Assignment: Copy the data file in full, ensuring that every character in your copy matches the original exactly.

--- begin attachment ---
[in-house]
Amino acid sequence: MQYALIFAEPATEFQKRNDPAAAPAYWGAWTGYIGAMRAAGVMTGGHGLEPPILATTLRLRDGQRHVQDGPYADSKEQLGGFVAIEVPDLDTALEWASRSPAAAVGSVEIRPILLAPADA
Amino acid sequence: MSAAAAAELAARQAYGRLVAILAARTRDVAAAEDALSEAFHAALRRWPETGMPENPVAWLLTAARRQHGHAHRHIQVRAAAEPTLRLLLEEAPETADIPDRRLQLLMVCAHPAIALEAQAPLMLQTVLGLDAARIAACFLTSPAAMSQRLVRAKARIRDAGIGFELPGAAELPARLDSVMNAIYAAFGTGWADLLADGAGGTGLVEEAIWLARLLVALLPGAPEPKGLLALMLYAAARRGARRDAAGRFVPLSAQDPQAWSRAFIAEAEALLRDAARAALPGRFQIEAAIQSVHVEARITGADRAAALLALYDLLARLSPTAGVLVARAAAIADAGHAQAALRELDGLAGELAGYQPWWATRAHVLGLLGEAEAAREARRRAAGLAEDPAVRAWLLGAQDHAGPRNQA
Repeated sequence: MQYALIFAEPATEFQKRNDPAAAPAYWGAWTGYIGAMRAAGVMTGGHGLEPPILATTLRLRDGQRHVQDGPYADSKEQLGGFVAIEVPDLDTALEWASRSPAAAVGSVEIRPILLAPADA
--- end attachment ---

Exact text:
[in-house]
Amino acid sequence: MQYALIFAEPATEFQKRNDPAAAPAYWGAWTGYIGAMRAAGVMTGGHGLEPPILATTLRLRDGQRHVQDGPYADSKEQLGGFVAIEVPDLDTALEWASRSPAAAVGSVEIRPILLAPADA
Amino acid sequence: MSAAAAAELAARQAYGRLVAILAARTRDVAAAEDALSEAFHAALRRWPETGMPENPVAWLLTAARRQHGHAHRHIQVRAAAEPTLRLLLEEAPETADIPDRRLQLLMVCAHPAIALEAQAPLMLQTVLGLDAARIAACFLTSPAAMSQRLVRAKARIRDAGIGFELPGAAELPARLDSVMNAIYAAFGTGWADLLADGAGGTGLVEEAIWLARLLVALLPGAPEPKGLLALMLYAAARRGARRDAAGRFVPLSAQDPQAWSRAFIAEAEALLRDAARAALPGRFQIEAAIQSVHVEARITGADRAAALLALYDLLARLSPTAGVLVARAAAIADAGHAQAALRELDGLAGELAGYQPWWATRAHVLGLLGEAEAAREARRRAAGLAEDPAVRAWLLGAQDHAGPRNQA
Repeated sequence: MQYALIFAEPATEFQKRNDPAAAPAYWGAWTGYIGAMRAAGVMTGGHGLEPPILATTLRLRDGQRHVQDGPYADSKEQLGGFVAIEVPDLDTALEWASRSPAAAVGSVEIRPILLAPADA